The way we count time has changed throughout history, so did the calendars which helped us counting the days, months, seasons and the phases of the moon. So, according to the ancient scandinavian calendar we are now entering the month of Þorri, which Icelanders to this day still feast on traditional dishes. This is the high month of winter and this celebration marks the time when the provisions from the last harvest (before the coming of winter) were already scarce or ultimately consumed. During this feast the remaining preserved consumables are gathered and a great feast is held.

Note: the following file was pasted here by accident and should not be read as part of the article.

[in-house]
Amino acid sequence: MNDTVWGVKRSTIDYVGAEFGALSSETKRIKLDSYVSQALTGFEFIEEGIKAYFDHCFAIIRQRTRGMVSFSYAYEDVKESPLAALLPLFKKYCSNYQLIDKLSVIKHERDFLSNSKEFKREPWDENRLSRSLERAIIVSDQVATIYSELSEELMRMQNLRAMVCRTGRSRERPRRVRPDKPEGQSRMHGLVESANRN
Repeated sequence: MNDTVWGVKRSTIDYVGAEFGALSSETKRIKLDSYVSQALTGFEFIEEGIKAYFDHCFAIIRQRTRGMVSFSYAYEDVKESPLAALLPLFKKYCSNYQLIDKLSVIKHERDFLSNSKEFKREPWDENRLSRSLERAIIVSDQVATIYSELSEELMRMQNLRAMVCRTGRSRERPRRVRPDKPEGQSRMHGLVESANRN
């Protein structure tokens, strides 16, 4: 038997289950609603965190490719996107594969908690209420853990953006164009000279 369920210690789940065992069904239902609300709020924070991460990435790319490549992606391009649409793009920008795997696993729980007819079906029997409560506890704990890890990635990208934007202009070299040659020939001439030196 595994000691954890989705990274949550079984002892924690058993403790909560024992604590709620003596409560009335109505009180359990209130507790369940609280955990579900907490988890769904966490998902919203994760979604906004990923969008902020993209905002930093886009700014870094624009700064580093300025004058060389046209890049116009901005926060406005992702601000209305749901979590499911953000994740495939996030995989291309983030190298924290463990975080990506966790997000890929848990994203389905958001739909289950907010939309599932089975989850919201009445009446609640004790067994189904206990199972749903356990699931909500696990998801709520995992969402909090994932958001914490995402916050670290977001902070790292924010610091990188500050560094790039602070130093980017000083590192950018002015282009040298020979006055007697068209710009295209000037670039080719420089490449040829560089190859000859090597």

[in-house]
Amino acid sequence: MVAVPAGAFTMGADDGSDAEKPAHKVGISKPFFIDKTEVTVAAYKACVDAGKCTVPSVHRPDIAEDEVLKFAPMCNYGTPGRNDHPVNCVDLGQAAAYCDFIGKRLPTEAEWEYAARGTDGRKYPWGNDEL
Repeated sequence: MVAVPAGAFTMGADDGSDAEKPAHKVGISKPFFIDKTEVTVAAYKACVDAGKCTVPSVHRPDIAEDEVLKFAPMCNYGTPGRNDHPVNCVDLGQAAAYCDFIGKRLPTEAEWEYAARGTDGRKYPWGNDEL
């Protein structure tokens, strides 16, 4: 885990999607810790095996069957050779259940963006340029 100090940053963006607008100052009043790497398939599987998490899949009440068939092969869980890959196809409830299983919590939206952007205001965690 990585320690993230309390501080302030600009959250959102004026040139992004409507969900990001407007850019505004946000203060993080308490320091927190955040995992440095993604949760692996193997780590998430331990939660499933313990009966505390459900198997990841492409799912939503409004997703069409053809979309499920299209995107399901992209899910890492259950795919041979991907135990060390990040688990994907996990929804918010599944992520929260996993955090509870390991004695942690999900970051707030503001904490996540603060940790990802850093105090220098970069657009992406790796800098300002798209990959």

Þorrablót is the name given to this celebration, or to the festivities held around Scandinavia (and nowadays Iceland) during the month of Þorri. Every village and town has a Þorrablót administration group preparing the festivities; poetry, music and comical acting are part of the festivities in every community.
The 22nd of January is named Bóndadagur – or in other words the day of the husband – which marks the precise beginning of the month of Þorri or Þorrablót, and the festivities lasts until the 21st of February. The last day of this celebration is in turn called Konudagur – the day of the wife. Konudagur marks the beginning of the fifth winter month – Góa – during which the return of the daylight and longer days become discernible and spring will soon begin.